Letters from the Pastor
From the Pastor’s Desk
As I write this the second Presidential candidate debate for the upcoming 2024 election has yet to happen. But based on what I’ve seen from both political parties, I don’t doubt it will be more talking past each other than a debate.
This style of discussion has spilled over from Presidential debates to everyday life. Conversation skills including listening atrophied due to the necessity of limited social contact during the pandemic. Why is this important? Because how can we love our neighbors as we would be loved if we can’t even talk and listen to each other?
I shared in a sermon a few weeks about a scene from the TV show "Ted Lasso" that reflects the problem with this. In it Ted talks about how people usually underestimate him. One day he realized that it wasn’t about who he was. It was that the others weren’t curious about learning about him. Instead of asking him questions, they prejudged. (For those who you who haven’t seen it, search online for it – the kicker in it is worth it even if you’ve never watched the show.) And of course Jesus was curious, asking people questions, listening to them, and seeing them for who they were, not how others labeled them
So this month I’m offering a sermon series "I’ve Been Meaning to Ask you…" Through scripture passages we’ll be looking at four questions. First "…where are you from?"- which is more than about your hometown. Second "…where does it hurt?" Next, "…what do you need?". Then finally, "…where do we go from here?" And for St. John's Church and Hope United Church joint "Fifth Sunday" service at the end of the month, we’ll have a "creative" worship service to tie this all together.
The writers of the resources for this series describe why they decided to create it: "We started by asking ourselves questions: "How can we listen to one another? How do we find connection despite distance? How do we create space for compassionate dialogue and for seeking holy in one another? We landed on our leading question, "I've been meaning to ask..." because it conveys intentionality, warmth, curiosity, and consideration. In essence, this question also implies … "I’ve been thinking about you, and I’ve been wanting to check in... You’ve been on my mind... I haven’t known how to have this conversation, but I’m getting started with a question." (T)he main objective of this series (is)to cultivate courageous conversations—and to keep having them, even if we need to pause."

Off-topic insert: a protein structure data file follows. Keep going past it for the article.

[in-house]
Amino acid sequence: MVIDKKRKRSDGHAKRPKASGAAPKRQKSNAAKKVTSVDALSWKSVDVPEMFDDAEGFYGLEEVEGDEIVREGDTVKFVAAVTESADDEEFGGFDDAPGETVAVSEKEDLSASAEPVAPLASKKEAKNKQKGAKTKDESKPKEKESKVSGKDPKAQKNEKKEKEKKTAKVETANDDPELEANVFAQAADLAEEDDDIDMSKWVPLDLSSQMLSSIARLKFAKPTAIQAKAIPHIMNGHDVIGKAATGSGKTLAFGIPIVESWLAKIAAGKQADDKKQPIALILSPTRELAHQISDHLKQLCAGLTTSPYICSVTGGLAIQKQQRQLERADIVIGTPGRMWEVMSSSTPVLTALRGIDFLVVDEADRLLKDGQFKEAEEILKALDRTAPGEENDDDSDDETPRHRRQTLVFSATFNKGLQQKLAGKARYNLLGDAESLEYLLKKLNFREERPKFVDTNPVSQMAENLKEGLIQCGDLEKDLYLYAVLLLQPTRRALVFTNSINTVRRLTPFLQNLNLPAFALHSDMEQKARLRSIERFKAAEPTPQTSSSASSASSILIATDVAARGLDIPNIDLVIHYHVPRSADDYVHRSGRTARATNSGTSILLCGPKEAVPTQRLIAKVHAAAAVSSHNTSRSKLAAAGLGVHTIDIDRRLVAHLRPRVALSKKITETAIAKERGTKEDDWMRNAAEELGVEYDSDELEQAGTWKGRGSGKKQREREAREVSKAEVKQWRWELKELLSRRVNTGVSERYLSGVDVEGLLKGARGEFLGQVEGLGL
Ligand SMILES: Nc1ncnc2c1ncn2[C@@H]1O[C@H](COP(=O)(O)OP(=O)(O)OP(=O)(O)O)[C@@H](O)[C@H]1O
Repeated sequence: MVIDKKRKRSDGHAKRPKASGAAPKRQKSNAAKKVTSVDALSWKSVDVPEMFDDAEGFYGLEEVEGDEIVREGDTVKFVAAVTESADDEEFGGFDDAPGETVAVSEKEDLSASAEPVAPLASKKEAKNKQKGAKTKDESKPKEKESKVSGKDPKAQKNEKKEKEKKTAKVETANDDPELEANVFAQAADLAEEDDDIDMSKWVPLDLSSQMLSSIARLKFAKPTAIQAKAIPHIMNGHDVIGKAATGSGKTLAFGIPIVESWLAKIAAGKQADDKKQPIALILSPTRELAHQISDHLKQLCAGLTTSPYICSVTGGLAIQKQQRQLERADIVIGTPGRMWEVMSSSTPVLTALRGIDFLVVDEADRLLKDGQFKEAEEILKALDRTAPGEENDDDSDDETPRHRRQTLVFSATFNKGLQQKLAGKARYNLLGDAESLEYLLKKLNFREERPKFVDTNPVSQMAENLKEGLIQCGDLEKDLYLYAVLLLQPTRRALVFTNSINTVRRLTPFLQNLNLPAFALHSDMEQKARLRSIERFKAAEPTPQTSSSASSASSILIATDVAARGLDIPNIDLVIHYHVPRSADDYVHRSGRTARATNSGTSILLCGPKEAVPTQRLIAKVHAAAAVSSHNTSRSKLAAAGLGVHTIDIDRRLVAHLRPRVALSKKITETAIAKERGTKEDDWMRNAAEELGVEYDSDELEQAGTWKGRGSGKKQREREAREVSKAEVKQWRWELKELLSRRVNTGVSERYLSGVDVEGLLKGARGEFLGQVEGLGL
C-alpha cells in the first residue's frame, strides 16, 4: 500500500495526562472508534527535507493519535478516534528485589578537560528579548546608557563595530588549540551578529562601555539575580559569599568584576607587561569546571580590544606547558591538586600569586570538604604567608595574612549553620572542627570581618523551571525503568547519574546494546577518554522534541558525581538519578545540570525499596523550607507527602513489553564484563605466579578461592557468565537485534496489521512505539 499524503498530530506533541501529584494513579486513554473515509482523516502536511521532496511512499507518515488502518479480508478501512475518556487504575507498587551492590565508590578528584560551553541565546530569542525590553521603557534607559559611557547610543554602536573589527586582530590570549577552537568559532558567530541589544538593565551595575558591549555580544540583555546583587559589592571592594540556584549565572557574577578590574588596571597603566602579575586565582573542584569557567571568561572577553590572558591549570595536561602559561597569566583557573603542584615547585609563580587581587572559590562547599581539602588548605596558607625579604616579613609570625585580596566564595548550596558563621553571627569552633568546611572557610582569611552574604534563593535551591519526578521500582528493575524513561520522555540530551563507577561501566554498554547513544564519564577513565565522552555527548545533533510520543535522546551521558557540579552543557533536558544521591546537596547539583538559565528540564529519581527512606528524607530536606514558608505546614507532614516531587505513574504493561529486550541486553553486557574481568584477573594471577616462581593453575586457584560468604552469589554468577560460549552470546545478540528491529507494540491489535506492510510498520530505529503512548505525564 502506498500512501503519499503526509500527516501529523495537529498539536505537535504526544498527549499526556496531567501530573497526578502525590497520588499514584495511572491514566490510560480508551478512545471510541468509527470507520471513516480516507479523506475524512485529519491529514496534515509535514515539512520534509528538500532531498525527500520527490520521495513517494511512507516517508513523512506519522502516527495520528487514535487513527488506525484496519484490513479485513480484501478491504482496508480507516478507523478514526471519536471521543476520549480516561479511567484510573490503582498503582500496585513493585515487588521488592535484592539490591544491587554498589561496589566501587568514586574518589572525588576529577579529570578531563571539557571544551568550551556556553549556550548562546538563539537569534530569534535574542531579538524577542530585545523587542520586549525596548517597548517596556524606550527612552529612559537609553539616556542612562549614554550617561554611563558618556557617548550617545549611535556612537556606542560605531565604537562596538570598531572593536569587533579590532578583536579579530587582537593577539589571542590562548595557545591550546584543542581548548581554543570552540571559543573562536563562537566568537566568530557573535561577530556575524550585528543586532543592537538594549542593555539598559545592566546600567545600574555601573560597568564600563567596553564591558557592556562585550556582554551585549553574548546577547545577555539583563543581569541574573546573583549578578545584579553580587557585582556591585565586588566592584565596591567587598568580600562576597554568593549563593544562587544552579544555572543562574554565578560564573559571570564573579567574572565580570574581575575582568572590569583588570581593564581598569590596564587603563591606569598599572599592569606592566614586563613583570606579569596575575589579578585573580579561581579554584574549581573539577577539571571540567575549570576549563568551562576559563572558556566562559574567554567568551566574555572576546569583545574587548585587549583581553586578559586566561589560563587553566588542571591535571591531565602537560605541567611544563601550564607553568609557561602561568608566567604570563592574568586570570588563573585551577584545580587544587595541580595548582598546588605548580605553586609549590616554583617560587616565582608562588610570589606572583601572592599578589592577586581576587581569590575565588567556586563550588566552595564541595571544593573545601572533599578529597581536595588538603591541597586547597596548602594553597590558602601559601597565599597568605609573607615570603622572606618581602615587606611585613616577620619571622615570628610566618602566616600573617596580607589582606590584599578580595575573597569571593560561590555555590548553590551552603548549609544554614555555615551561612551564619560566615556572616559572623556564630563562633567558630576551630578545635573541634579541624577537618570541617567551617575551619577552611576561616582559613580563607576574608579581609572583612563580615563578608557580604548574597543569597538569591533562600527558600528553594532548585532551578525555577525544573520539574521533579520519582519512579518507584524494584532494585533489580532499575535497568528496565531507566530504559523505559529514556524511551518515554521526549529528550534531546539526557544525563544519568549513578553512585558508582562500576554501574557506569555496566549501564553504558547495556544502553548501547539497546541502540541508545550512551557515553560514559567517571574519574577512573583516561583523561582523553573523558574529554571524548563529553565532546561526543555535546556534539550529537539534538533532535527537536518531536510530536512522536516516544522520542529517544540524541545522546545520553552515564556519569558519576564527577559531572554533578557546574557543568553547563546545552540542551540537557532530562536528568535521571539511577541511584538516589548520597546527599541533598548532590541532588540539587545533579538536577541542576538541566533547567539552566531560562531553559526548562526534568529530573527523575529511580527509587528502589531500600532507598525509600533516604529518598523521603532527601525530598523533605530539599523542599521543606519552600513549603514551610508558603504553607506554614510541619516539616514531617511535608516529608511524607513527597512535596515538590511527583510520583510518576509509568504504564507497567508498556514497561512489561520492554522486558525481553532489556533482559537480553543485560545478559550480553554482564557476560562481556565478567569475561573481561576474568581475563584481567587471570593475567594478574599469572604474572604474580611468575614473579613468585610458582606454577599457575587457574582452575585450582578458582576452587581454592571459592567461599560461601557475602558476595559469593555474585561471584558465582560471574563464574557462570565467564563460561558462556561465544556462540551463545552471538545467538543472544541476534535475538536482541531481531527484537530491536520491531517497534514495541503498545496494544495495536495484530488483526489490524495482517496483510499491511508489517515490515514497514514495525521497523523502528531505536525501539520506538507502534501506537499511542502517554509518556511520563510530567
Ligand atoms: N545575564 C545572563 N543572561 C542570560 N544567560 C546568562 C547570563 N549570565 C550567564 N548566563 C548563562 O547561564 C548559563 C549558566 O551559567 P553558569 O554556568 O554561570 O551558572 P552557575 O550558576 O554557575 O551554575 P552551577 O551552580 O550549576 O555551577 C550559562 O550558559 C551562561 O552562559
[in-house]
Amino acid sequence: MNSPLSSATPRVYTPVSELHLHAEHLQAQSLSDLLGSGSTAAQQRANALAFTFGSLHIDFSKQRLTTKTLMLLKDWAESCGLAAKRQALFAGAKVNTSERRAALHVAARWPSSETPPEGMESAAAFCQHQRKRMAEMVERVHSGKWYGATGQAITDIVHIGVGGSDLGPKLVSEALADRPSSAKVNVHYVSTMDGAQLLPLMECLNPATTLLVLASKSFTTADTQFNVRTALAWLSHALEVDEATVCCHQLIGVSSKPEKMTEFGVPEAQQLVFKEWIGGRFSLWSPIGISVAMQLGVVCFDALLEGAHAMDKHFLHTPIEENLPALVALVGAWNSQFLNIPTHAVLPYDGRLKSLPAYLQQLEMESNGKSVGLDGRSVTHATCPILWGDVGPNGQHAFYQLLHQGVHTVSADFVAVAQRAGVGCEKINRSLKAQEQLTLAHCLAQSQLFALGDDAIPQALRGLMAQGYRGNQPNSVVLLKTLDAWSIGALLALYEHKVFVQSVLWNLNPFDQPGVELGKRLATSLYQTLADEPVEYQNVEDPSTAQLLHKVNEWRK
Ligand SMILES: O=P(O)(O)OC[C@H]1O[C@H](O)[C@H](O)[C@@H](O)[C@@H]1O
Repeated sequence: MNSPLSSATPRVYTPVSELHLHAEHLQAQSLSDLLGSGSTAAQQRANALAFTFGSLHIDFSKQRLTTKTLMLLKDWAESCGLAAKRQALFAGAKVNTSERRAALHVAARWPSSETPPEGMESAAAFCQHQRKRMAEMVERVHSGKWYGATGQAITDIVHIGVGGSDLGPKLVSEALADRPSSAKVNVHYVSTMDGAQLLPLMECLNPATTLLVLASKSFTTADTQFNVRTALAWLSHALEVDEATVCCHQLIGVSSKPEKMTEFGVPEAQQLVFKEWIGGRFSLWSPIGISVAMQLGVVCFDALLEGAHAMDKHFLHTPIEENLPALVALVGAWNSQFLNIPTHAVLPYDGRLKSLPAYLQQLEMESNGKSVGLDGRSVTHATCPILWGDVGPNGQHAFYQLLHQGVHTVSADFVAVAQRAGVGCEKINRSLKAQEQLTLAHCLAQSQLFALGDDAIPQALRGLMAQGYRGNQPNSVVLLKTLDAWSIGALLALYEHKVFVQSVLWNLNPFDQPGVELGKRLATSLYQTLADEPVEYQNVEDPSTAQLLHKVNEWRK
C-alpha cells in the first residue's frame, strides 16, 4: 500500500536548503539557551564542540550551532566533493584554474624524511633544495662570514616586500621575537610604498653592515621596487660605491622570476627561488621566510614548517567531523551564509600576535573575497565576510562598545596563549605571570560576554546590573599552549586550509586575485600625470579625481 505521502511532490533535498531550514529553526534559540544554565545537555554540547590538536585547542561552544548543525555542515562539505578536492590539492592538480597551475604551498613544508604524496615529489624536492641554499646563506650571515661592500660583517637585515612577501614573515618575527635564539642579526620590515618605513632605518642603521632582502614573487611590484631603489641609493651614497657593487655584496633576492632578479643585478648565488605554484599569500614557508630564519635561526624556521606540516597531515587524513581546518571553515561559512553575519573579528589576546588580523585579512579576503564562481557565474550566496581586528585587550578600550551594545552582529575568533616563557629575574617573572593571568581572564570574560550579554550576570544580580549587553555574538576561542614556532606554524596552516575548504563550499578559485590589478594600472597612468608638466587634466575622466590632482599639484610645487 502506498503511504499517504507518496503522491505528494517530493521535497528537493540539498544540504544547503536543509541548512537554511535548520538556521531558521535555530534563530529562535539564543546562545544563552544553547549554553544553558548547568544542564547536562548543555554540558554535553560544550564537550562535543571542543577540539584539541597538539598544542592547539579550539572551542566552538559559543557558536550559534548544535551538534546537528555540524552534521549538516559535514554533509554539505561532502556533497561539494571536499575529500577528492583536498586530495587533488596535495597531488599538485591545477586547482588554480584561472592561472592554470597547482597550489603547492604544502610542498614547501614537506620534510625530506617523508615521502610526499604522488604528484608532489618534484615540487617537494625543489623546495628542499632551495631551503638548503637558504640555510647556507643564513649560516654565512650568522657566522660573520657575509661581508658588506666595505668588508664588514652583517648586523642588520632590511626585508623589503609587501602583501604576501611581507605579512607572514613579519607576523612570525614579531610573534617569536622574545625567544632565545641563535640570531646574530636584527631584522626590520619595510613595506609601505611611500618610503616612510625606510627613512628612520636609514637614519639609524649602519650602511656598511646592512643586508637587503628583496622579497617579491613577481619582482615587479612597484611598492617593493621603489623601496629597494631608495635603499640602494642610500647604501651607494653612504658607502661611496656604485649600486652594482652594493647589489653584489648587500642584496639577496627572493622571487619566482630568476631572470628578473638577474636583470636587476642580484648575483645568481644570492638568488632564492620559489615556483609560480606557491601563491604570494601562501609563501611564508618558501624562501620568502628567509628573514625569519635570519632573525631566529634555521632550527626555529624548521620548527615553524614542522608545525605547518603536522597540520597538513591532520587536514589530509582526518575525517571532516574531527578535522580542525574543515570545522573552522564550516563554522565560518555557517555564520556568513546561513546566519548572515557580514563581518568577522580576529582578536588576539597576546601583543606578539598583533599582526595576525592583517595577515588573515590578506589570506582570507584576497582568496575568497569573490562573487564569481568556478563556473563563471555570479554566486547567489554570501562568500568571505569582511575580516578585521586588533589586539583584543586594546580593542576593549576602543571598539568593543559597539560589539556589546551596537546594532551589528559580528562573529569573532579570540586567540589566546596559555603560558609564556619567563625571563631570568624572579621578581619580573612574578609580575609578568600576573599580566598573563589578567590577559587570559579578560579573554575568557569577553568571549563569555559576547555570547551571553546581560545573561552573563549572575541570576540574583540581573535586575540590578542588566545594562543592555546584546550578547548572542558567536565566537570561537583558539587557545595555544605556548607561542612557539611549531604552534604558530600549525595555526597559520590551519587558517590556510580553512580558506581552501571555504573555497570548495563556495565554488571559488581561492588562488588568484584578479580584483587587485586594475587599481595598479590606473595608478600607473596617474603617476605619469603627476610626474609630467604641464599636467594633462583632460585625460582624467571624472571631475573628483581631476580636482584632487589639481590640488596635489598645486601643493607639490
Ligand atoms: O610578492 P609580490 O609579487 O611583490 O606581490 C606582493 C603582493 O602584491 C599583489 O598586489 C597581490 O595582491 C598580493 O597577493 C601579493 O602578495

For smaller communities like Fountain City and Cochrane, it may seem like "everyone knows everyone." Yet the pandemic and the spillover of political ideological divisions at times may still stretch the ability to fully talk and listen to each other. At the very least, reflecting on this may help individuals feel comfortable listening or know that they are heard, even if disagreement remains. At the very best, it can spill over into our world so that there are less divisive, judgmental conversations, and more relationship building, reconciling, and healing ones taking place.
God’s grace and peace.
Pastor Deb Kunkel
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